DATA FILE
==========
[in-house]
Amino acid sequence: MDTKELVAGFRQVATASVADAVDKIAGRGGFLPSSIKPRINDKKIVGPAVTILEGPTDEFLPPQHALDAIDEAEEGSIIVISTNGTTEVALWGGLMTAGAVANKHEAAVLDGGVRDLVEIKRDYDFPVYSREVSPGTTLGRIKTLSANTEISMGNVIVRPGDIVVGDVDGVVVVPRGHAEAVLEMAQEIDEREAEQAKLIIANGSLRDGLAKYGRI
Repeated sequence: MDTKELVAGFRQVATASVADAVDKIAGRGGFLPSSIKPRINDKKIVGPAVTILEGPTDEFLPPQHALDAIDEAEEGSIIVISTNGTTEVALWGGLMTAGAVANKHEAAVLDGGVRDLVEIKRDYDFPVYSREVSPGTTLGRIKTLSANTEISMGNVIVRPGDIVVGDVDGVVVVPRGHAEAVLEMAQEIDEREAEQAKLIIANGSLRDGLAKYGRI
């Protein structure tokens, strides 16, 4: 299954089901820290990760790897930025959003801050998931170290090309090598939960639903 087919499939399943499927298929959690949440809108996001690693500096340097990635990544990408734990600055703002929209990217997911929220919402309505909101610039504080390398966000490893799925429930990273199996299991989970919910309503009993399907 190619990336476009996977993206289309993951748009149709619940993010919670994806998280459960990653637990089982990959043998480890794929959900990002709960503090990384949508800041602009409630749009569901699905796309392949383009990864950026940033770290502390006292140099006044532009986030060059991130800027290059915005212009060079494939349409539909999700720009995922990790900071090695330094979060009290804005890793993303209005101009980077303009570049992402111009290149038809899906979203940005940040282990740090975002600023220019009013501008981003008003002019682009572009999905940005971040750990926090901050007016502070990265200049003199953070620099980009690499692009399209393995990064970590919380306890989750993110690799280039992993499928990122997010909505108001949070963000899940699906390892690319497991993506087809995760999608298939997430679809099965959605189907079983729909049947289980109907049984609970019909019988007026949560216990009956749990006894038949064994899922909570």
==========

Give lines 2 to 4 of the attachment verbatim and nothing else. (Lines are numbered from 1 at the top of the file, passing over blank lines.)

Amino acid sequence: MDTKELVAGFRQVATASVADAVDKIAGRGGFLPSSIKPRINDKKIVGPAVTILEGPTDEFLPPQHALDAIDEAEEGSIIVISTNGTTEVALWGGLMTAGAVANKHEAAVLDGGVRDLVEIKRDYDFPVYSREVSPGTTLGRIKTLSANTEISMGNVIVRPGDIVVGDVDGVVVVPRGHAEAVLEMAQEIDEREAEQAKLIIANGSLRDGLAKYGRI
Repeated sequence: MDTKELVAGFRQVATASVADAVDKIAGRGGFLPSSIKPRINDKKIVGPAVTILEGPTDEFLPPQHALDAIDEAEEGSIIVISTNGTTEVALWGGLMTAGAVANKHEAAVLDGGVRDLVEIKRDYDFPVYSREVSPGTTLGRIKTLSANTEISMGNVIVRPGDIVVGDVDGVVVVPRGHAEAVLEMAQEIDEREAEQAKLIIANGSLRDGLAKYGRI
């Protein structure tokens, strides 16, 4: 299954089901820290990760790897930025959003801050998931170290090309090598939960639903 087919499939399943499927298929959690949440809108996001690693500096340097990635990544990408734990600055703002929209990217997911929220919402309505909101610039504080390398966000490893799925429930990273199996299991989970919910309503009993399907 190619990336476009996977993206289309993951748009149709619940993010919670994806998280459960990653637990089982990959043998480890794929959900990002709960503090990384949508800041602009409630749009569901699905796309392949383009990864950026940033770290502390006292140099006044532009986030060059991130800027290059915005212009060079494939349409539909999700720009995922990790900071090695330094979060009290804005890793993303209005101009980077303009570049992402111009290149038809899906979203940005940040282990740090975002600023220019009013501008981003008003002019682009572009999905940005971040750990926090901050007016502070990265200049003199953070620099980009690499692009399209393995990064970590919380306890989750993110690799280039992993499928990122997010909505108001949070963000899940699906390892690319497991993506087809995760999608298939997430679809099965959605189907079983729909049947289980109907049984609970019909019988007026949560216990009956749990006894038949064994899922909570």